South Korea's election: all change or more of the same?
Date: Wednesday, 16 March 2022
Time: 14:00 - 15:00
Date: Wednesday 16 March | Location: Online Webinar | Time: 14:00 – 15:00 (UTC)
Co-host: Eversheds Sutherland
South Korea and North Korea have significantly diverged since they were ‘temporarily’ partitioned 77 years ago. Yet the peninsula — long seen as a ‘shrimp among whales’ — now boasts the two strongest states its long history and they currently stride the world stage in very different ways.
South Korea (ROK) — a top ten global economy with growing political and soft power heft — is a robust democracy. On 9 March it elected the conservative Yoon Suk-yeol as President Moon Jae-in’s successor and he will now take office for five years in May. Seoul’s main challenge will be to navigate between its ally in Washington and its main trade partner in Beijing. Supply chain issues will loom large and its long-term goal is for new engines of growth.
North Korea (DPRK) chose a negative path because Kim Jong-un is a chip off the old block. His first of possibly many decades in power brought bigger and better missiles with 2022 beginning with a fresh flurry. Cautious marketisation has been rolled back, while sanctions and extreme anti-COVID measures — even closing borders to trade — have shrunk the economy and exacerbated suffering. Chinese support plus cybertheft currently sustain the regime.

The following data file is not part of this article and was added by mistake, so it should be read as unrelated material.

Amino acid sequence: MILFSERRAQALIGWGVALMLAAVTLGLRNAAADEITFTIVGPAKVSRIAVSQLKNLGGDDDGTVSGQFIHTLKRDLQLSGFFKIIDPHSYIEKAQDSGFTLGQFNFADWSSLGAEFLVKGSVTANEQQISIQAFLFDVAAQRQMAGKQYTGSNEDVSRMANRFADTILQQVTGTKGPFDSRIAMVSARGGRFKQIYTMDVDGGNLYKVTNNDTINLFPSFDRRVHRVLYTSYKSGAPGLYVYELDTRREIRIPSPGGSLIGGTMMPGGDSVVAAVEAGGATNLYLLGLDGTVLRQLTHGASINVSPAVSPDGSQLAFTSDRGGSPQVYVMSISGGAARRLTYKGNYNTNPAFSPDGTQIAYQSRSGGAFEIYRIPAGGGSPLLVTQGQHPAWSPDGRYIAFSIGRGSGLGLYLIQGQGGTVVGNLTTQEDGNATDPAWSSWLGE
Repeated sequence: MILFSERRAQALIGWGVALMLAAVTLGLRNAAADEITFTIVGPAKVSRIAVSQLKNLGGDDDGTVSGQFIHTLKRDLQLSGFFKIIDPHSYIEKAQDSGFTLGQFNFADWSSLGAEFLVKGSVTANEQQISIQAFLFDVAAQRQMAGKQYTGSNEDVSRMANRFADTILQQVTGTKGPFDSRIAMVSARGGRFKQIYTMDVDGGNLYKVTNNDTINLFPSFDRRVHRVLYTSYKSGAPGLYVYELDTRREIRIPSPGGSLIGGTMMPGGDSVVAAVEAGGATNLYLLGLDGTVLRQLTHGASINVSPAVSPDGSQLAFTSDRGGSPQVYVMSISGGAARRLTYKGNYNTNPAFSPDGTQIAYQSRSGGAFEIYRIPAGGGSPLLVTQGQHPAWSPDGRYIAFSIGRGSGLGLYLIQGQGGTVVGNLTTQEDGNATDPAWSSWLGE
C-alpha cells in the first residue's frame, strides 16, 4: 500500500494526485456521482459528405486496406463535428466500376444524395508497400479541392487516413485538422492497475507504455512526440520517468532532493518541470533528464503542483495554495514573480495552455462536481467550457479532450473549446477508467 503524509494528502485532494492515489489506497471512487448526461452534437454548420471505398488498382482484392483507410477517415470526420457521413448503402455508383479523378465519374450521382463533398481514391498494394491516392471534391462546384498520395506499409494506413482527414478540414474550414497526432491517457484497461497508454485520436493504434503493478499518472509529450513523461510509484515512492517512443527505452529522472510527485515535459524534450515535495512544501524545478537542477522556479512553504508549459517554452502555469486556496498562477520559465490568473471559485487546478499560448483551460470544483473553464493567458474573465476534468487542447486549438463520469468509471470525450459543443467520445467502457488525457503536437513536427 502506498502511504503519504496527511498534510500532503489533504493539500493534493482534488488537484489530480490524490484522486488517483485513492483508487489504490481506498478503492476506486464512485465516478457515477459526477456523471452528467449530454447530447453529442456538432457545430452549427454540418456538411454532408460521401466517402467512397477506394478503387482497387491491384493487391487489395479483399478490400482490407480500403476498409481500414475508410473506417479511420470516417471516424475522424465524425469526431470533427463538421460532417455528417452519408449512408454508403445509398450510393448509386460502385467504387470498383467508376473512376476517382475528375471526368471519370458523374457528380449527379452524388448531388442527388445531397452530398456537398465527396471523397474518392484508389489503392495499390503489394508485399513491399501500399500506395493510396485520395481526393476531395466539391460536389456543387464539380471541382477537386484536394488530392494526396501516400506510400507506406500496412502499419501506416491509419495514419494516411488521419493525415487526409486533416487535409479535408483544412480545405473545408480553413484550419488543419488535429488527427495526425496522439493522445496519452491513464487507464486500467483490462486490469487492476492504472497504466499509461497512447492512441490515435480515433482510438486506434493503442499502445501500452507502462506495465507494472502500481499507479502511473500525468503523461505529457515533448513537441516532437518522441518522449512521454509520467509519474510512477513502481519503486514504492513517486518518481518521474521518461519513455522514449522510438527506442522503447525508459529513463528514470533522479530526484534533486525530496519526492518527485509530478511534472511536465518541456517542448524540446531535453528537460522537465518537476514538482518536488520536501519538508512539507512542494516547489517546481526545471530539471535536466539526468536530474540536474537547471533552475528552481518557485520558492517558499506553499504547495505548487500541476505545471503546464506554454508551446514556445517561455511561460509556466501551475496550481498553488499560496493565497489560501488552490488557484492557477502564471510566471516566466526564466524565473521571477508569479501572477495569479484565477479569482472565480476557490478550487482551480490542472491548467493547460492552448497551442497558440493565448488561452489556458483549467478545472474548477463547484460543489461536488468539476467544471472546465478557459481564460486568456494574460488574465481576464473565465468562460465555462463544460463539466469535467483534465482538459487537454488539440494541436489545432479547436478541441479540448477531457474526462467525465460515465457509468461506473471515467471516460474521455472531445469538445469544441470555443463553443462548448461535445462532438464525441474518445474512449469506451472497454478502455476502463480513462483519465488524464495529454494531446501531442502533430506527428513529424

The webinar will cover:
- Who is South Korea’s new President? What are his key policies? Can he deliver?
- How will Seoul balance the competing demands of Washington and Beijing?
- Can inter-Korean relations recover from their three-year freeze?
- Is there any hope of better ROK-Japan relations? What would that take?
- What supply chain issues does Seoul face? How will it tackle them?
- Can South Korea find new long-term growth engines?
- How serious a threat is North Korea and to whom? What if anything can be done?
- What is Kim Jong-un’s game? Might Biden, or a returning Trump, agree to talks?
Dr Edward Howell is a Lecturer in Politics at New College, University of Oxford. His research focuses on the international relations of East Asia; North Korea’s domestic, foreign, and nuclear policies; US-DPRK and US-ROK relations; and the politics of the Korean Peninsula (North and South Korea). Edward is a contributing writer for The Economist Intelligence Unit, and frequently offers analysis to media outlets, including NKNews and NKPro, The Spectator, The Diplomat, as well as The Daily Telegraph. He also engages actively in academia-policy dialogue.
Brandon Bae is a Senior Associate in Eversheds Sutherland’s Asia corporate team with particular focus on Korean clients and business. Prior to joining its international M&A team in Hong Kong, he practised in Seoul for more than 8 years with leading Korean firm Kim & Chang.